Fabric of a Nation
A quote hangs on the wall at the entrance to Fabric of a Nation: American Quilt Stories, a current exhibition at Boston’s Museum of Fine Arts. It observes that the fact that quilts are soft and warm may make them suitable vehicles for discussions of hard subjects. That juxtaposition echoes through the exhibition of quilts, historic and contemporary, by an unlikely combination of creators: a group of fourth graders, an erotica artist, political activists, and a handful of Gee’s Bend traditionalists. Many quilts are, alas, by “unidentified artist.”
The quilts stitched in bygone times appear to have been made for use, for warmth, with scraps of materials repurposed to serve a need different from the original. As such, they are more utilitarian. But for the families who used and passed down the quilts, they are also personal histories: remnants of a father’s shirt, or names of family members stitched onto the fabric.
Some quilts are made to deliver a message. Artist Sylvia Hernandez weaves a circle of weapons (above) and demands to know #HOWMANYMORE? “Blanket of Red Flowers” (not pictured) by Agusta Agustsson, depicts male genitalia in a repeated three dimensional pattern. Early in its history, it had the distinction of actually being “banned in Boston.” Apparently no longer.
For pure, astounding artistic complexity, it’s obvious why “To God and Truth”(2019) by Bisa Butler (top, and detail, just above) is featured in many reviews of this exhibition. Butler was inspired by a 1899 photograph of the Morris Brown College baseball team; Morris Brown College was among the first colleges established for African Americans by African Americans. Her athletes are life-sized. She combined fabrics of African origin—“hand-woven Kente cloth, Nigerian hand-dyed batiks, and African and Dutch wax-resist printed cottons.”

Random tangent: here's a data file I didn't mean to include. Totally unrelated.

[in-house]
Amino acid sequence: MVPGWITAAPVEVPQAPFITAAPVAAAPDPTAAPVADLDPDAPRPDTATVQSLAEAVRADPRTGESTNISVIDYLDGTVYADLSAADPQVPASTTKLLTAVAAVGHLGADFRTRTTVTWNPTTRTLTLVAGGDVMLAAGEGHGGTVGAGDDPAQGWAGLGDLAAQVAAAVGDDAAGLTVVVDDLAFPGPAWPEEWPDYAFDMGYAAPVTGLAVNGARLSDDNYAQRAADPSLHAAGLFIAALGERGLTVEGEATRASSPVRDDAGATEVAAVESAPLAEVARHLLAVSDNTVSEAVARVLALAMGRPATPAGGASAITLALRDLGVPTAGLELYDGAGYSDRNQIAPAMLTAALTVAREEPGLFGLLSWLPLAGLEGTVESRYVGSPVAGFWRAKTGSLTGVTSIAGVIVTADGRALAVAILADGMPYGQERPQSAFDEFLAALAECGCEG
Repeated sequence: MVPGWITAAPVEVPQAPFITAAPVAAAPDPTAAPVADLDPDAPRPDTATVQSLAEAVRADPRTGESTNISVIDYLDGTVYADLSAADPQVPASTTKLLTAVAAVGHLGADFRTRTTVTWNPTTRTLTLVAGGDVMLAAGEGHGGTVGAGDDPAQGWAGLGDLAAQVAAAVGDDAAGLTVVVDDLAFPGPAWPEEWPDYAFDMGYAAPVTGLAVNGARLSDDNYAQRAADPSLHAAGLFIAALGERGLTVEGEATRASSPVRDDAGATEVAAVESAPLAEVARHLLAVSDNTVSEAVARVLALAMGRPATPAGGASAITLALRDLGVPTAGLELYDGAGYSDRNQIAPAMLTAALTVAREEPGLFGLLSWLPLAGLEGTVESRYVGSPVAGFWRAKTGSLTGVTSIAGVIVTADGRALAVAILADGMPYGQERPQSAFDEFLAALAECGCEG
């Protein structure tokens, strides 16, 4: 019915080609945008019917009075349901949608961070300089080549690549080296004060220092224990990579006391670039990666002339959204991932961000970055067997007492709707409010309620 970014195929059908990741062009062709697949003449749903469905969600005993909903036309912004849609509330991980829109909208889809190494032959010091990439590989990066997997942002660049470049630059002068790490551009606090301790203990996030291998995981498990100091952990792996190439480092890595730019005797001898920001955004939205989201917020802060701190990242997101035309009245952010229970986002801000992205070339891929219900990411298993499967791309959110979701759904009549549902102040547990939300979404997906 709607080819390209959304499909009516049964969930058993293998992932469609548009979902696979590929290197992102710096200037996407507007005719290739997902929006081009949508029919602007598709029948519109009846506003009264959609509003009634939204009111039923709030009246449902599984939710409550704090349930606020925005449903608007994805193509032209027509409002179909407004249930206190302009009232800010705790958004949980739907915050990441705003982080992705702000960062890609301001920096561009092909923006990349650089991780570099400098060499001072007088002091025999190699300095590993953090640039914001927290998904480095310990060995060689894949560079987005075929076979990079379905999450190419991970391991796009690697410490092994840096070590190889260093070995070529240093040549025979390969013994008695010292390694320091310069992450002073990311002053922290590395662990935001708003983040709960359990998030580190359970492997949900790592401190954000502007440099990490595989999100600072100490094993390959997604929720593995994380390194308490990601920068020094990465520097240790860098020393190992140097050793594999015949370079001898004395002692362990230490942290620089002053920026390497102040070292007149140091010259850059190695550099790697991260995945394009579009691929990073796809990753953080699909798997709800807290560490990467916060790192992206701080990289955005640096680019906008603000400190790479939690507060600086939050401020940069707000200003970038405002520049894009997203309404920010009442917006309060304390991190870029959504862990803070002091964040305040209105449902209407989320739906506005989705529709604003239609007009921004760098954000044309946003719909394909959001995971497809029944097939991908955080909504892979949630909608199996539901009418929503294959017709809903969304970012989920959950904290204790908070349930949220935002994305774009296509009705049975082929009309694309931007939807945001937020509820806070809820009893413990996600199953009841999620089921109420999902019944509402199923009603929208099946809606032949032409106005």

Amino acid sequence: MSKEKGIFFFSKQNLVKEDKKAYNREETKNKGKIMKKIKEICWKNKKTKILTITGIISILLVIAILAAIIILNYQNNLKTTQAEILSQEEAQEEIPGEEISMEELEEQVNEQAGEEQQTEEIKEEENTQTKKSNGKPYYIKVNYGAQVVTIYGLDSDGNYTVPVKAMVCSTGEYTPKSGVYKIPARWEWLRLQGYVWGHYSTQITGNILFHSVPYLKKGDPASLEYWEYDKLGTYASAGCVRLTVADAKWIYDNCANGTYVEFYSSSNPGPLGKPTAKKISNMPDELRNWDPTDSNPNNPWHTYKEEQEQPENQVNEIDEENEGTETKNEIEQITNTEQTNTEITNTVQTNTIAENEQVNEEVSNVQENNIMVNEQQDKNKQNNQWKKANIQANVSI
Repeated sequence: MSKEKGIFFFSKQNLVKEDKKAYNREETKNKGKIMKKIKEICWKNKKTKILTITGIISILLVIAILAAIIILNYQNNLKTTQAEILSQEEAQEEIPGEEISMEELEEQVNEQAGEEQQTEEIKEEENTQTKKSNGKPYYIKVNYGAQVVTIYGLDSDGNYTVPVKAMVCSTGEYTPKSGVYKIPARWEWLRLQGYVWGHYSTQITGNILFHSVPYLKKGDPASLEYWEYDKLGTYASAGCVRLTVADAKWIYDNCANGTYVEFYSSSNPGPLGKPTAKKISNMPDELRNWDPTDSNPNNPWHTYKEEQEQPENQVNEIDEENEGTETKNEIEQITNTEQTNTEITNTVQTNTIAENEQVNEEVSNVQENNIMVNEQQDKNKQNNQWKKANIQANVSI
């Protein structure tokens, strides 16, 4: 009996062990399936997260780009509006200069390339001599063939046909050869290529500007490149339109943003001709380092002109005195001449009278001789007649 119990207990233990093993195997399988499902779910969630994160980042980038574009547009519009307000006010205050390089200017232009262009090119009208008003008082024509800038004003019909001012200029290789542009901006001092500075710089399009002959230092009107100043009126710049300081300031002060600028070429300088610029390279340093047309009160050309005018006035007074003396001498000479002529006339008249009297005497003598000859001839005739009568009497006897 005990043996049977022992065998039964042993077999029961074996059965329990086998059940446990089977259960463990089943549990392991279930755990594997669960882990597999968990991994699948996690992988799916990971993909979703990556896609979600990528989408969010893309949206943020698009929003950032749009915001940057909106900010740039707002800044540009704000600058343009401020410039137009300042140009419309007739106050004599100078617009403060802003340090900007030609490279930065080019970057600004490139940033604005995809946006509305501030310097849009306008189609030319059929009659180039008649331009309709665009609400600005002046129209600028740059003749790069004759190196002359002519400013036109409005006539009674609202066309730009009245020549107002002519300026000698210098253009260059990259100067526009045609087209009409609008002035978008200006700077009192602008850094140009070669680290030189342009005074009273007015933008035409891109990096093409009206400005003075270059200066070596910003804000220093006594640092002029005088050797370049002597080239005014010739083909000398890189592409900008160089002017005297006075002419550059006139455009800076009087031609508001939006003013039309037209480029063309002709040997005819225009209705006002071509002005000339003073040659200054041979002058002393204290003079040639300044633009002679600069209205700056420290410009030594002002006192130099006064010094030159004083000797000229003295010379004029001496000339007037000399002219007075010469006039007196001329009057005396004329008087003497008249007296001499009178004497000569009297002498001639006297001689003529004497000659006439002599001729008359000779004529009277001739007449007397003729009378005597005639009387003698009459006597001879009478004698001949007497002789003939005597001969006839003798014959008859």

Virginia Jacobs sought to liberate the quilt from its traditional places on the bed or on the wall, entertaining the challenge of quilt art that was freestanding. She says:
It took six months to create, and I had no way of knowing if it would work. At last, we tried inflating it with a vacuum cleaner on reverse in front of a camera—just in case it only lasted ten seconds I’d at least have the photo! It did work and since then “Krakow Kabuki Waltz” [above] has traveled the country and Japan to reach its “forever home” at the MFA, where I hope visitors will enjoy walking around it to experience the changing view of a quilted “form in space.”
Admission to the exhibition is a steep $32, which includes general admission to the remainder of the Museum. Wandering through the American art wing, I encountered a wall of Bierstadts large and small and was surprised by a Kehinde Wiley (below).
Fabric of a Nation: American Quilt Stories is on view until January 17, 2022 at the Museum of Fine Arts, Boston, Massachusetts. Timed tickets are required. (Photos by Susan B. Apel)
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And in case you are wondering . . . Susan B. Apel shuttered a lifelong career as a law professor to continue an interest (since kindergarten) in writing. Her freelance business, The Next Word, includes literary and feature writing; her work has appeared in a variety of lit mags and other publications including Art New England, The Woven Tale Press, The Arts Fuse, and Persimmon Tree. She connects with her neighbors through Artful, her blog about arts and culture in the Upper Valley. She’s in love with the written word.